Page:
Michigan Daily Sports Editor Kyle O’Neill is not a collegiate athlete, nor is he a collegiate coach. But he was a starting wide receiver for his winless team at Garber High School, was third in Bay County in receptions his senior year and claims to know something about the game of football. So each game, we’ll let him and his 5-foot-10, 158-pound frame break down why Michigan either succeeded or failed.
1. LaMarr Woodley is one of the most exciting freshmen to ever wear the maize and blue. His size is ridiculous, and his instincts for the position of defensive end are almost pro-like (evident in the Minnesota game against scrambling quarterback Asad Abdul-Khaliq). But he is 0-for-2 on open-field tackles on quarterbacks. He whiffed on Iowa’s Nathan Chandler, leading to a touchdown. Then he let Orton escape a big loss with a quick side step. Luckily, Orton hit defensive back Leon Hall in the numbers, saving Woodley’s misplay. This isn’t a callout on Woodley, but he needs to do what he’s good at when he gets in those one-on-one situations: Breakdown like he did against Abdul-Khaliq and react to the quarterback’s movement instead of trying to deliver a diving blow that is easier to avoid.
2. I’m pretty sure Joe Tiller would give anything to have Michigan’s receivers in his offense. Not to say that Terry Malone is a wrong fit for the trio of Jason Avant, Braylon Edwards and Steve Breaston, but the spread offense was designed for a trio like this. Speedy Breaston running underneath, Avant using his strength over the middle and Edwards just being Edwards 15-to-20 yards deep would probably give Tiller everything he’s ever wanted.
3. This is the most talented Michigan secondary I’ve ever seen. I wasn’t sure how they would handle the spread. They stopped it in straight-up man coverage – something not easily done when safeties are blitzing. Corner Leon Hall and safety Willis Barringer are making unbelievable strides for being thrown into such a hectic environment.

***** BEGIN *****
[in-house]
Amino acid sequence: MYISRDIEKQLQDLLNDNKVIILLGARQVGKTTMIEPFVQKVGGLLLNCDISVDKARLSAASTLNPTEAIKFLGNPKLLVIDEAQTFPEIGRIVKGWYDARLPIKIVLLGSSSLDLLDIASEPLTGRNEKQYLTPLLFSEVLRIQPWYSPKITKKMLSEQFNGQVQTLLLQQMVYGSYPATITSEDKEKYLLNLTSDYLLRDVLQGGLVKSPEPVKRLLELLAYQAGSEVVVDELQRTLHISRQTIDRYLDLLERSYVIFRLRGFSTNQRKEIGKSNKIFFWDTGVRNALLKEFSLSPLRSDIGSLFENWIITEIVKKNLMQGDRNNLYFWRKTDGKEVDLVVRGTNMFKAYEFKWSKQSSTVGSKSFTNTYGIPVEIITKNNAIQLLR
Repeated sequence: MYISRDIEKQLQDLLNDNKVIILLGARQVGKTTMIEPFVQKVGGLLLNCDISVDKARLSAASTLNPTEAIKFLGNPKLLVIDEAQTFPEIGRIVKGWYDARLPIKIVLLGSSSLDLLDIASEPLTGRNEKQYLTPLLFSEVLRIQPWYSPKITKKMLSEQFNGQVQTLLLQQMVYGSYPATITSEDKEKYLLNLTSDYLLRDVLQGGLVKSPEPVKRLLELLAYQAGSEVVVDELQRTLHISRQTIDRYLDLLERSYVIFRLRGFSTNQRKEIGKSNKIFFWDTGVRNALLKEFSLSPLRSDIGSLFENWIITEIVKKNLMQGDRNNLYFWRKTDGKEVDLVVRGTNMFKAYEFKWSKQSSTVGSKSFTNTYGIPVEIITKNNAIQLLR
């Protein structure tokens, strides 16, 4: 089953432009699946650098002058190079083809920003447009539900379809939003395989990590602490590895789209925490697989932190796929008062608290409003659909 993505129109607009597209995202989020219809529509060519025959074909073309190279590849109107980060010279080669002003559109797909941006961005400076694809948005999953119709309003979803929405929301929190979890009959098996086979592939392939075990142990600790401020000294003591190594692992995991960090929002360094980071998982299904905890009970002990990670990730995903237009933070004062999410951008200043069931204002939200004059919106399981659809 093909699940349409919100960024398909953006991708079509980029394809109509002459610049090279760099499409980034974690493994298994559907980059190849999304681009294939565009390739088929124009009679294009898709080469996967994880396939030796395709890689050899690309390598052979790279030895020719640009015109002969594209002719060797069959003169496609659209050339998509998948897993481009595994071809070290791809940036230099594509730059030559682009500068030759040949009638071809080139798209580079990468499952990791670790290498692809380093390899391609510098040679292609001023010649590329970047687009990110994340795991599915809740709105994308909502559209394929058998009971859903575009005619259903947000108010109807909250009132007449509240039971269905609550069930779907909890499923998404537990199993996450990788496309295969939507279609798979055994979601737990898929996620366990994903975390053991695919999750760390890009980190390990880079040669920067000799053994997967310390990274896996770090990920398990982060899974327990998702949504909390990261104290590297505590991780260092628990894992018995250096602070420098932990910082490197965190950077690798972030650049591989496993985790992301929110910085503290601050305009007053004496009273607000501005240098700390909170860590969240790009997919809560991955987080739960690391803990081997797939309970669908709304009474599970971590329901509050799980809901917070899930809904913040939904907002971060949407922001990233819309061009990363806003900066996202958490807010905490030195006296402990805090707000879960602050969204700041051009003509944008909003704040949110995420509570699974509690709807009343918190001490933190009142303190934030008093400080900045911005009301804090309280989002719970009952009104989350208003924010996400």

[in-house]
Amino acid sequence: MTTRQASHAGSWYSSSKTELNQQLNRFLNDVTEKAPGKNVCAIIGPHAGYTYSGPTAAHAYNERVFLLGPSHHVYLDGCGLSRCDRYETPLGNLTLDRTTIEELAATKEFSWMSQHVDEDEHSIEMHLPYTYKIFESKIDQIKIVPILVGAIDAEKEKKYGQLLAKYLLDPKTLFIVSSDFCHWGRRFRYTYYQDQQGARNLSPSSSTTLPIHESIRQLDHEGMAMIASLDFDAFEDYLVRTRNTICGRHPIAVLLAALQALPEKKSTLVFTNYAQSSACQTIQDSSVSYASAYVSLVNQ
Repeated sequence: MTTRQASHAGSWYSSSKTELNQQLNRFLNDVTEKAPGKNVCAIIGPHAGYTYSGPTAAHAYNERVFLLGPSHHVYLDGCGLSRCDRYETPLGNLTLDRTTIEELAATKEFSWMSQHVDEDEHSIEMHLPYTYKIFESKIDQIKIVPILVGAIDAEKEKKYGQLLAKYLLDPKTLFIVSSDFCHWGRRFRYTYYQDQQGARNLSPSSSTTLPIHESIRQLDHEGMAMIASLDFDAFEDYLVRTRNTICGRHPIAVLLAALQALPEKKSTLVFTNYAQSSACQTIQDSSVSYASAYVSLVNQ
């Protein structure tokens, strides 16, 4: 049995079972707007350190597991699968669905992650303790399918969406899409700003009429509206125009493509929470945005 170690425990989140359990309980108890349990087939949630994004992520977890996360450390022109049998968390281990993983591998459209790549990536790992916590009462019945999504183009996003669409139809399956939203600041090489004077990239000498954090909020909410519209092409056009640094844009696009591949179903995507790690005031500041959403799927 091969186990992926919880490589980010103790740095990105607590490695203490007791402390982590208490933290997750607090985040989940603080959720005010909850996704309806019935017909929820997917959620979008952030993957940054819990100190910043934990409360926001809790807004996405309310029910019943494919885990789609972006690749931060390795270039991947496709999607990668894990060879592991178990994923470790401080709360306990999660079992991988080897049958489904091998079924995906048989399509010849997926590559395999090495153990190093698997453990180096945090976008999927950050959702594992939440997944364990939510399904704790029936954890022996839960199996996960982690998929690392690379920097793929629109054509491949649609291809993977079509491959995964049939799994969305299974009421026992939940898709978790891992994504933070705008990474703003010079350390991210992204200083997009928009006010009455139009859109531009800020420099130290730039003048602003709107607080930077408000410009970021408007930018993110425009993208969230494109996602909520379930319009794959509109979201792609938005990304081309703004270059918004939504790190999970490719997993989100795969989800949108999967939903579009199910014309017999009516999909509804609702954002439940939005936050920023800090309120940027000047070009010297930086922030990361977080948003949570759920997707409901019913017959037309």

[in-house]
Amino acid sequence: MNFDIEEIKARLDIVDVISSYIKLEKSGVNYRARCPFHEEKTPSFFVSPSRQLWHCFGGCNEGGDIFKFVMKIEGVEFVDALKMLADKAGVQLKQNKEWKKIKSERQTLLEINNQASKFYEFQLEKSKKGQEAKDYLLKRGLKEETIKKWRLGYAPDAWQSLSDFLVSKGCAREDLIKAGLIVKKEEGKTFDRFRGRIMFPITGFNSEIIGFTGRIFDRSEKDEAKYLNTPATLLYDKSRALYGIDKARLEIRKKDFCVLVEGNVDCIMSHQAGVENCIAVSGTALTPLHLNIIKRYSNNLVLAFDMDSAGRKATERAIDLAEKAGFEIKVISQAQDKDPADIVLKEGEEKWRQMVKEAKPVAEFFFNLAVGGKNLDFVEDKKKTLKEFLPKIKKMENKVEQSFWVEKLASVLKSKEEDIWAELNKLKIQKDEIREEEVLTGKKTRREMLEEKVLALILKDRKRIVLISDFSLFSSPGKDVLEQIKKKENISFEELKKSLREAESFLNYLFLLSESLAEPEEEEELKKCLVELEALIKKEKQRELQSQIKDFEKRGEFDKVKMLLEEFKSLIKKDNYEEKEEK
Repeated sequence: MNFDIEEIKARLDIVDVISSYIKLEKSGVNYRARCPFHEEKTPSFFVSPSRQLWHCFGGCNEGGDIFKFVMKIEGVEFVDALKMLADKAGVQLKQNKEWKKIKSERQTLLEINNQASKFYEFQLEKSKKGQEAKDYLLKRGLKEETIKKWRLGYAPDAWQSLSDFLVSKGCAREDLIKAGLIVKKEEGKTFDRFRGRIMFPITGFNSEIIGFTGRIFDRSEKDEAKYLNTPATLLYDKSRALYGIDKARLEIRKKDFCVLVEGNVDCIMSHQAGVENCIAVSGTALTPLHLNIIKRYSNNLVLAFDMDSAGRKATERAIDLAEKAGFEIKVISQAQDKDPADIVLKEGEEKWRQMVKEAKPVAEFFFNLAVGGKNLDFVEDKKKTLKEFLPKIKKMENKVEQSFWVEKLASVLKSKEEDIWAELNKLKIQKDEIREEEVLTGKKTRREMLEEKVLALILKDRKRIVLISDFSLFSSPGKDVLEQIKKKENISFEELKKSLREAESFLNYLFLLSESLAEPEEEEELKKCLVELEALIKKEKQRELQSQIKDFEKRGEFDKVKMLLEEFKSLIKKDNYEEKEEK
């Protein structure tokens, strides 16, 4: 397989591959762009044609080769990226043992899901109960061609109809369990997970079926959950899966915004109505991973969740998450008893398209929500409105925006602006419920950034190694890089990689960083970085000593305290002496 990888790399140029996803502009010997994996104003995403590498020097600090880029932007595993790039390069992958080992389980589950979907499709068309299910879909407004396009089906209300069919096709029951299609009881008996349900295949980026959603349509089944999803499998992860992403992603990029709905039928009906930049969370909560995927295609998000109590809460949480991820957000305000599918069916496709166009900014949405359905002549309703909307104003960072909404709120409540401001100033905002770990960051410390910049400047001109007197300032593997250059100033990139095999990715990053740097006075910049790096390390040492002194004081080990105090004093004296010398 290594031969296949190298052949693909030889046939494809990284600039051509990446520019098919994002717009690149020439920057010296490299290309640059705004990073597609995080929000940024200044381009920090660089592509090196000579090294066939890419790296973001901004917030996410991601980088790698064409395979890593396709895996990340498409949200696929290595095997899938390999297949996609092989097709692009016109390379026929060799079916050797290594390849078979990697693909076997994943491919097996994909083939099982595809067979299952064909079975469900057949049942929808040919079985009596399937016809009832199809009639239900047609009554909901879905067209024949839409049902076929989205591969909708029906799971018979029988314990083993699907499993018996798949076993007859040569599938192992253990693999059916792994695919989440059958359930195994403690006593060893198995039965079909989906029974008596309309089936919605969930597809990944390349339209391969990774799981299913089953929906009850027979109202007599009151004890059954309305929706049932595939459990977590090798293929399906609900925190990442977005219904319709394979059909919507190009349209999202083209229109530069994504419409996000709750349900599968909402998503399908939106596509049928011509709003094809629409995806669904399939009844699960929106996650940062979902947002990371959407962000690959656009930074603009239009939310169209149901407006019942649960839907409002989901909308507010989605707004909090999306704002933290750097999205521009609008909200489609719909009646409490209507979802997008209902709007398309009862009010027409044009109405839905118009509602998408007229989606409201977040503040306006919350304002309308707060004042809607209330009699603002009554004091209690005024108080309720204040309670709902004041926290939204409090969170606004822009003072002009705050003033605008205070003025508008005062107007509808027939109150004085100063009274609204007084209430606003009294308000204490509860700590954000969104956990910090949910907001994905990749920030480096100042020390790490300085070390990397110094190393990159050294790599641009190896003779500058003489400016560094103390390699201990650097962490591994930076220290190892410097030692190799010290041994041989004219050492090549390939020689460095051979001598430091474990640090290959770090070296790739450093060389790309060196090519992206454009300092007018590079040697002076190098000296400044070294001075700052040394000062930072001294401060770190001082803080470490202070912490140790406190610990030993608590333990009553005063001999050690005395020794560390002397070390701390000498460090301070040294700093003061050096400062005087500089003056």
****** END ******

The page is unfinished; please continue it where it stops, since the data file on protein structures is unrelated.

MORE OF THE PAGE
Explanation: A team will traditionally live and die by the blitz. Michigan just lived by it on Saturday and showed a lot of faith in its secondary by doing so. As seen here, Michigan attacked Purdue’s spread offense with no safeties more often than not. In doing so, Purdue’s offensive line was confused on how to react to seeing eight defenders or just three defenders in the box. On this Ernest Shazor sack, Michigan was originally in a dime package to take on the five-wide-receiver set the Boilermakers put on the field. When Purdue shifted into the formation shown above, the Wolverines went into a man-to-man defense and brought an almost goalline-like to the front. Right before the ball was snapped, linebacker Pierre Woods (who dropped into coverage), hit defensive end Rondell Biggs on the side, essentially telling him to move to the left. When Biggs did this, Purdue adjusted by having tight end Garret Bushong take on Woods, slot back Charles Davis handle Biggs and both Kelly Butler and Nick Hardwick take on Norman Heuer. The confusion of four Boilermakers taking on three Wolverines left Shazor free to blitz untouched and knock quarterback Kyle Orton to the ground. What made this so effective was that Michigan knew how Purdue was going to shift – as shifting is something that has made Joe Tiller’s offense so successful. When the Boilermakers would shift, Michigan adjusted with them with no delay. Orton would try to adjust off that shift with another one, but in doing so, the play clock became his enemy, and he would use a timeout or run the called play against a defense that was prepared for it.